Considerable research suggests that schizophrenia is characterized by a defect in frontotemporal regions with increasing evidence that a defect in the brain white matter of this integrated system is critical to phenomenology. Diffusion tensor imaging (DTI) can be used to quantify the directionality and coherence of water self-diffusion allowing the examination of white matter microstructure in-vivo. Initial DTI studies in schizophrenia demonstrated that white matter pathology is present in chronic patients compared to healthy volunteers, but left major unanswered questions regarding the specificity of anatomic pathology, especially early in the illness and prior to antipsychotic treatment. Moreover, little work to date has been directed at understanding the functional significance of these white matter deficits. Through the K01 mechanism the PI has completed preliminary studies demonstrating lower fractional anisotropy (FA) or higher trace in the middle frontal and superior temporal white matter, cingulum bundle and uncinate fasciculus in first-episode schizophrenia patients compared to healthy volunteers. Larger samples are required to confirm these initial findings, discern their neuropsychological and clinical correlates and to examine how they relate to brain volumetric measures comprising the frontotemporal system. Moreover, recent empirical and theoretical work suggests that a defect in the brain white matter may be a contributing factor to antipsychotic nonresponse in schizophrenia, but research in this area has been limited by the lack of controlled clinical trials from which to recruit patients and test hypotheses. We propose scanning a unique group of 60 antipsychotic drug-naive, first-episode schizophrenia patients to be enrolled in an NIMH- sponsored double-blind 12 week clinical trial of risperidone versus aripiprazole to be conducted under the aegis of our Advanced Center for Intervention and Services Research in Schizophrenia and 60 age- and sex-matched healthy volunteers.
The specific aims of this study are to: (1) determine the regional specificity of white matter microstructural pathology in antipsychotic drug-naive first-episode patients with schizophrenia compared to healthy volunteers using DTI;(2) determine the functional correlates of abnormal white matter microstructure in patients compared to healthy volunteers;(3) examine the relationship between frontal lobe white matter microstructure and hippocampal volume in patients compared to healthy volunteers;(4) identify brain white matter regions that predict treatment response in antipsychotic drug-naive patients with first-episode schizophrenia. The identification of these abnormalities at the first episode of illness may be useful for identifying indicators of vulnerability, which may lead to improved early identification of individuals at risk for schizophrenia.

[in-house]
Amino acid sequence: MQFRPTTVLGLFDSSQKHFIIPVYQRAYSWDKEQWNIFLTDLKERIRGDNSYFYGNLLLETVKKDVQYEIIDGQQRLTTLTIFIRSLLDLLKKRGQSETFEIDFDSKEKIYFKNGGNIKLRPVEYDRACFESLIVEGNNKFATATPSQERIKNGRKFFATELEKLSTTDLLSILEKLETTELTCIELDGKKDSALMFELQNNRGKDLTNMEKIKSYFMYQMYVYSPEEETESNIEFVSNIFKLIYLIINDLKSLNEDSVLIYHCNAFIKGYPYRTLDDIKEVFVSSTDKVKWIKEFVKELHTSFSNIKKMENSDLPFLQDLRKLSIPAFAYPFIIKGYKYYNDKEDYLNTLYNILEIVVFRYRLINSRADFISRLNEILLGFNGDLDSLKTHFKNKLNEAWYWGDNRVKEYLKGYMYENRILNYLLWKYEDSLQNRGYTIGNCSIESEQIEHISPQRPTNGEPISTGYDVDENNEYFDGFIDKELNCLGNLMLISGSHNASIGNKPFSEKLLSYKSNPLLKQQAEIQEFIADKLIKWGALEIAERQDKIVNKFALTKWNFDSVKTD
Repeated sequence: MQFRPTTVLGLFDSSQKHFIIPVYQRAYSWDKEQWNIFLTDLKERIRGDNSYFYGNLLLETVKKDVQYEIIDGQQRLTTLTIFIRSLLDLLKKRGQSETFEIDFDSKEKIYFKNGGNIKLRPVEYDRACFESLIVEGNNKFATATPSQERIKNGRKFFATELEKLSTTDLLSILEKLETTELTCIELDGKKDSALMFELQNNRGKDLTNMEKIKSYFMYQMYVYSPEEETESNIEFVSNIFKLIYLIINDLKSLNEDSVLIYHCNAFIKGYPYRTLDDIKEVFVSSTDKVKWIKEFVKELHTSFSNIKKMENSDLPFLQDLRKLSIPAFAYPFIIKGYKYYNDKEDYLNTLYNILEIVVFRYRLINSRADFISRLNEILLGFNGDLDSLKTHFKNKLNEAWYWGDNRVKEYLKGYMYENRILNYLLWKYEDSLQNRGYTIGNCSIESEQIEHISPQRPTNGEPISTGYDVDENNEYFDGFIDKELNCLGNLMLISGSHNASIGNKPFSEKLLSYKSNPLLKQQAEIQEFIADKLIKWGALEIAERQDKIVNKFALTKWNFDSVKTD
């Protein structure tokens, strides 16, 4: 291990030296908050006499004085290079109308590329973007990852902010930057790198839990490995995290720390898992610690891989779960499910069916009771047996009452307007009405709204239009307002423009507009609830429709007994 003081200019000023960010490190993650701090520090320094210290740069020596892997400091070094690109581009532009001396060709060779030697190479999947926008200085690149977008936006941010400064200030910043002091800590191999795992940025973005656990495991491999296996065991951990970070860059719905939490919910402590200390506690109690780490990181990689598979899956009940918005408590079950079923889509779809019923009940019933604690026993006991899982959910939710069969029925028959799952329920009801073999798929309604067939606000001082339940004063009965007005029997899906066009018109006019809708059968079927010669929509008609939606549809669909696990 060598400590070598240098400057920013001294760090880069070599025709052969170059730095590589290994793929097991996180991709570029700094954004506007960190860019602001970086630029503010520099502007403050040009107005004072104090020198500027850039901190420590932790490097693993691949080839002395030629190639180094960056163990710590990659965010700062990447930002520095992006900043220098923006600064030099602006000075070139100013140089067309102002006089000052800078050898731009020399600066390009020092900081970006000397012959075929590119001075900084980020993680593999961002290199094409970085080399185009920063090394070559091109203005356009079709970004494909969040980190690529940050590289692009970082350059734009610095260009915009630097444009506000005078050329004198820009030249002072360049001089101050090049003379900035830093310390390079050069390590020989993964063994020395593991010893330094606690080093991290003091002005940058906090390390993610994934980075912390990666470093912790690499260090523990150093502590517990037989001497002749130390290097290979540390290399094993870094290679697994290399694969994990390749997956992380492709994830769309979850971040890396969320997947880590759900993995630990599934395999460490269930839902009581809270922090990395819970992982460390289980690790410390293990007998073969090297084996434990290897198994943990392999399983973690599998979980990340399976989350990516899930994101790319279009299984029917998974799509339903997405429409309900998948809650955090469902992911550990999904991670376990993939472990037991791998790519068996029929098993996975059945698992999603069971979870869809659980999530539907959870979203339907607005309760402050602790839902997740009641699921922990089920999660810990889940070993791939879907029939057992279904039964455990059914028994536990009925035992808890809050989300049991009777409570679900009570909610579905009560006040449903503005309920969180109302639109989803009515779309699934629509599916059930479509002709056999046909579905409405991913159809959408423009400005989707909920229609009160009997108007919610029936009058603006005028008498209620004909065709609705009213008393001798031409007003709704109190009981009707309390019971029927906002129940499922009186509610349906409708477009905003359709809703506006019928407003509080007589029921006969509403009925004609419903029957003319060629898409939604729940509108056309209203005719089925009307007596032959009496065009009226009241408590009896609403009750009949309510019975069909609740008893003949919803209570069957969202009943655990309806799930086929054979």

National Institute of Health (NIH)
National Institute of Mental Health (NIMH)
Research Project (R01)
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Neural Basis of Psychopathology, Addictions and Sleep Disorders Study Section (NPAS)
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Rumsey, Judith M
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Feinstein Institute for Medical Research
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Sarpal, Deepak K; Robinson, Delbert G; Fales, Christina et al. (2017) Relationship between Duration of Untreated Psychosis and Intrinsic Corticostriatal Connectivity in Patients with Early Phase Schizophrenia. Neuropsychopharmacology 42:2214-2221
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Sarpal, Deepak K; Lencz, Todd; Malhotra, Anil K (2016) In Support of Neuroimaging Biomarkers of Treatment Response in First-Episode Schizophrenia. Am J Psychiatry 173:732-3
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